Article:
Hypercities describes “thick mapping” as “the processes of collecting, aggregating, and visualizing ever more layers of geographic or place-specific data,” layers that often complicates traditional knowledge categories (Presner et al. 16). Mapping the “Poor Sinners’ Pamphlets” illustrates the layering at work here, which both reveals and conceals information. The map organized to represent pamphlets according to category is simultaneously flattening chronology. Events chronicled in our collection took place across at least two centuries, but on the map they appear plotted all in a single moment in time; reading the chronology is dependent on the interaction of the viewer, hovering over the individual pamphlets. Likewise, the map that looks at publication by city appears chronologically heterogeneous, unable to show if a certain popularly publishing city had a steady rate of publication over time or a sudden explosion over a 30-year period. Drawing on new trends in digital mapping and “thick mapping” that embrace the possibility of visualizing history and place in new, non-linear ways, the maps we generated as part of “The Poor Sinners’ Pamphlets” render a historical collection newly accessible to scholars as well as explore the possibility and limits of mapping the past onto the present, of experiencing the boundaries of representation itself. The pamphlets, as sensationalized documents, historically publicized the infamy of their subjects, yet through the digital collection, these individuals, many still unnamed, are being offered a form of new representation in the present. We cannot tell their stories for them, but we can tell a story that remembers them, that plots them in time and place as part of history, and now as new scholarship, as part of our present digital era.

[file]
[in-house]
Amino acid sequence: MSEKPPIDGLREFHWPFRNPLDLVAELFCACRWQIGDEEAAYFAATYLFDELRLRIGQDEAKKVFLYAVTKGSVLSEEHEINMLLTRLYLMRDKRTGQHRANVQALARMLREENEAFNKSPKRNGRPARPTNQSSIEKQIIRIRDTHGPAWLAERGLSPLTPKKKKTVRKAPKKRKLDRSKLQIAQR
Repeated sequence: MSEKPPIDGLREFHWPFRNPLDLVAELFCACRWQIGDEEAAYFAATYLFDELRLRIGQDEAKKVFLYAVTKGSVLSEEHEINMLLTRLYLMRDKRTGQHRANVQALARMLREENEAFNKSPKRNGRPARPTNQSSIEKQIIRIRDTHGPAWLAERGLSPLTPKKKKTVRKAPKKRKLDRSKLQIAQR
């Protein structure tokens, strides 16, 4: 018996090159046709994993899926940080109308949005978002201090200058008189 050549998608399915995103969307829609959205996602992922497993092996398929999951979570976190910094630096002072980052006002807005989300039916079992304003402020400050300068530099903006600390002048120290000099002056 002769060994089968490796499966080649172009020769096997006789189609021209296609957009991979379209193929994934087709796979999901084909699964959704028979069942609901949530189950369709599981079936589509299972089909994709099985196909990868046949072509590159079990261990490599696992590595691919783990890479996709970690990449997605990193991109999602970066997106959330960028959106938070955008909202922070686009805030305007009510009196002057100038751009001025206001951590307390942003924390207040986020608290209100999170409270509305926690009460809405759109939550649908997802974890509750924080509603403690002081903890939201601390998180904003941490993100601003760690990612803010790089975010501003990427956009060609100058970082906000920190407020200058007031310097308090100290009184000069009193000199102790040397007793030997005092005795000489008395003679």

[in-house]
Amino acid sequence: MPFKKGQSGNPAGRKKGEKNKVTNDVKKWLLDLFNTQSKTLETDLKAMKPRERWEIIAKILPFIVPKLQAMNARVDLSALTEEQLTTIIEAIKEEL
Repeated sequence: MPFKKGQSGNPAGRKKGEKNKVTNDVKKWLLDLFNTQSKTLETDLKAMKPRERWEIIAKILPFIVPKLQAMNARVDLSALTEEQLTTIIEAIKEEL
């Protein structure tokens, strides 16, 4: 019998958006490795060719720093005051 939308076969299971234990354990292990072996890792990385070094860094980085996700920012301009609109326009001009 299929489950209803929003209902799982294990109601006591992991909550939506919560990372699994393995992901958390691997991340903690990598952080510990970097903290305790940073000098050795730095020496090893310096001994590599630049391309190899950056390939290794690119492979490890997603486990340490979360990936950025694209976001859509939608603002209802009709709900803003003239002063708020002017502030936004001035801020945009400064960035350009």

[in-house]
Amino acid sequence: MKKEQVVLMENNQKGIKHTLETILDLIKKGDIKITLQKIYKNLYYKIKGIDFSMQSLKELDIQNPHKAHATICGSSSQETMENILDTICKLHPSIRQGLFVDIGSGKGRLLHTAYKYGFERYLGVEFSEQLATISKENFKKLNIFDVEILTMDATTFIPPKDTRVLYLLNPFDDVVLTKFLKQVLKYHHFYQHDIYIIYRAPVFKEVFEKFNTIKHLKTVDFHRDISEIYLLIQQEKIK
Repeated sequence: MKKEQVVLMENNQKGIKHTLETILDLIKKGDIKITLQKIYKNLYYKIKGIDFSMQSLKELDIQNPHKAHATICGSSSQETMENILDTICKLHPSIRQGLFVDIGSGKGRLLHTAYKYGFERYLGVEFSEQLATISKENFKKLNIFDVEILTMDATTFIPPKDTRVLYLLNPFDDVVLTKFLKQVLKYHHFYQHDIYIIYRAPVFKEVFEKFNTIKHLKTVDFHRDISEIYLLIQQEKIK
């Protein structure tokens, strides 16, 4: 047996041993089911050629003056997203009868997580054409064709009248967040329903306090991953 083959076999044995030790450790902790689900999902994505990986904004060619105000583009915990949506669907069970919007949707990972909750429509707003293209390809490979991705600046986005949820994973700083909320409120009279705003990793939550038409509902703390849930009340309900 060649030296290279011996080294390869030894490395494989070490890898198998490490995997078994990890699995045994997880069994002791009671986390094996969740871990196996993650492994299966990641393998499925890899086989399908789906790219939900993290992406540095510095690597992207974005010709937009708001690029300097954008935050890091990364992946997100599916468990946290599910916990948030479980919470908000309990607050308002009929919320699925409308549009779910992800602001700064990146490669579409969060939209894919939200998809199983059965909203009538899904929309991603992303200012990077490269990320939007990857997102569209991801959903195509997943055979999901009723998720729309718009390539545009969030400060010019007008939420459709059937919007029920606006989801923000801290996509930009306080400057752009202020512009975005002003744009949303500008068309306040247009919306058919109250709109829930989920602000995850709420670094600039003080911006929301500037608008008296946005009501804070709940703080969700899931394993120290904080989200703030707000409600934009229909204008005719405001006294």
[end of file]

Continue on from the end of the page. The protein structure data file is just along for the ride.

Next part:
Presner, Todd, David Shepard and Yoh Kawano. Hypercities: Thick Mapping in the Digital Humanities. Harvard: Harvard UP, 2014. Print.